Working Kids... to Disability and Death

According to a report in the Journal of Pediatrics, approximately 26,650 youth are injured on farms every year. Of these injuries, more than 3,700 require hospitalization. Now, passing the CARE Act is even more important.
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Keeping kids safe and free from harm should be common sense. However, last week the Department of Labor caved to opposition from big-money, corporate special interests and withdrew a proposal that would have prevented nearly 27,000 debilitating injuries and 80 deaths annually for child farm laborers. The opposition, led by Big Agribusiness, gained traction by distorting the truth about the rule's intended outcome.

Contrary to the industry's misinformation campaign, the proposed rule explicitly maintained the family farm exemption (Federal Register, Vol. 76, No. 171, Page 54836), so youth would have continued to do the full range of jobs on farms owned by their parents. But in settings where owners don't have the same natural interest in their safety and well-being, children would have been protected from dangerous work involving heavy machinery, toxic pesticides, and grain storage facilities.

These rules are urgently necessary and well overdue. The safety standards for child farm laborers have not been revised since Richard Nixon was in the White House. And this child labor loophole is unique to the agriculture industry. For 50 years, strong rules have protected kids from dangerous work in other industries. They cannot drive delivery vans, front-end loaders, or city buses; teenage lifeguards don't handle dangerous chemicals; and kids don't work in mines. But the rules that apply to every other industry do not apply to agriculture businesses.

Kids on farms today operate tractors and other heavy machinery before they can legally drive a car, though farm machines are often larger, have no seatbelts (let alone airbags), and bristle with high-powered instruments meant to work the ground. Children work on farms with dangerous pesticides that put their development at risk, and they work in and around grain storage facilities and manure pits that pose constant falling and suffocation hazards.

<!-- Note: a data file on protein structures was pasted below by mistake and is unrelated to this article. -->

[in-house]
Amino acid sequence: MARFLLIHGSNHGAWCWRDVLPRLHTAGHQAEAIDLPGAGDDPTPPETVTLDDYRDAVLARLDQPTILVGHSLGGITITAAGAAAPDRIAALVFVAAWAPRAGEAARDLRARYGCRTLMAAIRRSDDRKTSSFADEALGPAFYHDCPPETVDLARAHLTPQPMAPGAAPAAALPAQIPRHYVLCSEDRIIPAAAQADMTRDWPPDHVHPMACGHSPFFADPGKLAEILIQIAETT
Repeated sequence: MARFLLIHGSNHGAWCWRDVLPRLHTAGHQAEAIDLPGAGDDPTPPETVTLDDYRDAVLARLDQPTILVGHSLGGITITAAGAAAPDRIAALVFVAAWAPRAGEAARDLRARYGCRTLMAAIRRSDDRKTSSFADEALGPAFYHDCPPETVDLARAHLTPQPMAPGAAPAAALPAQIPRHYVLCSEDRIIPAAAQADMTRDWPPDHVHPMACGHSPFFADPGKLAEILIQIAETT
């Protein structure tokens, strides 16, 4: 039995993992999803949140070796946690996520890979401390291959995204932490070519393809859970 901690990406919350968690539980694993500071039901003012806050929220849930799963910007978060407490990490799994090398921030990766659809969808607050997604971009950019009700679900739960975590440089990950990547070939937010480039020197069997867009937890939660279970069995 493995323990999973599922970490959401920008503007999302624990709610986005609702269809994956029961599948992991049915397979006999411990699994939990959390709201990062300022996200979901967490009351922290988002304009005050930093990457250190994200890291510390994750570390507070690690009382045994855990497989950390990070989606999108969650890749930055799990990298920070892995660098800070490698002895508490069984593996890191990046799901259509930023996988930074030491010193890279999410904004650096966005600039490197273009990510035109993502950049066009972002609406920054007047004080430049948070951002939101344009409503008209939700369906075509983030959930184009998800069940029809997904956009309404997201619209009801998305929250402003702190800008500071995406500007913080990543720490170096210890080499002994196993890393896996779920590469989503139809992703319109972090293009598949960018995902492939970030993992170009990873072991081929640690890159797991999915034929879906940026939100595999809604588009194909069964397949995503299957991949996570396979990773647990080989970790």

These dangers have grave consequences for children. According to a report in the Journal of Pediatrics, approximately 26,650 youth are injured on farms every year. Of these injuries, more than 3,700 require hospitalization. Every year, more than 80 kids die while working on farms, and the death rate for children in agriculture industries is seven times the rate across all industries. These are horrifying deaths -- about 25 percent involve heavy machinery such as tractors, 17 percent involve motor vehicles and 16 percent are suffocations. As agribusiness has rapidly evolved, the outdated child farm labor loophole has exposed children to ever-escalating dangers.

On the same day the administration dropped this rule, the White House announced that legendary farmworker advocate Dolores Huerta would receive the Presidential Medal of Freedom. Two days later, the annual Workers' Memorial Day observance recognized those who suffered workplace fatalities. Two kids whose tragic deaths illustrate the problem are Jade Garza and Hannah Kendall, 14-year-olds who were electrocuted on July 25, 2011, near Tampico, Ill., on a farm owned by agribusiness giant Monsanto. A noble way to honor Dolores Huerta's legacy and remember Jade, Hannah, and the hundreds of other children who have died in the fields is to pass strong workers protections for child farm laborers.

The Children's Act for Responsible Employment (CARE Act), introduced by Representative Lucille Roybal-Allard (D-Calif.), would close the corporate agricultural loophole to protect kids. This important legislation would protect kids from dangerous agribusiness jobs and close the farm child labor loophole, by bringing agribusiness industry child labor standards up to match standards applicable to every other industry.

Now that the regulatory effort has collapsed, passing the CARE Act is even more important and even more urgent. There's a role for each of us to play. Contact your representatives in Congress and urge them to support the CARE Act. We can keep family farms operating without killing America's children.

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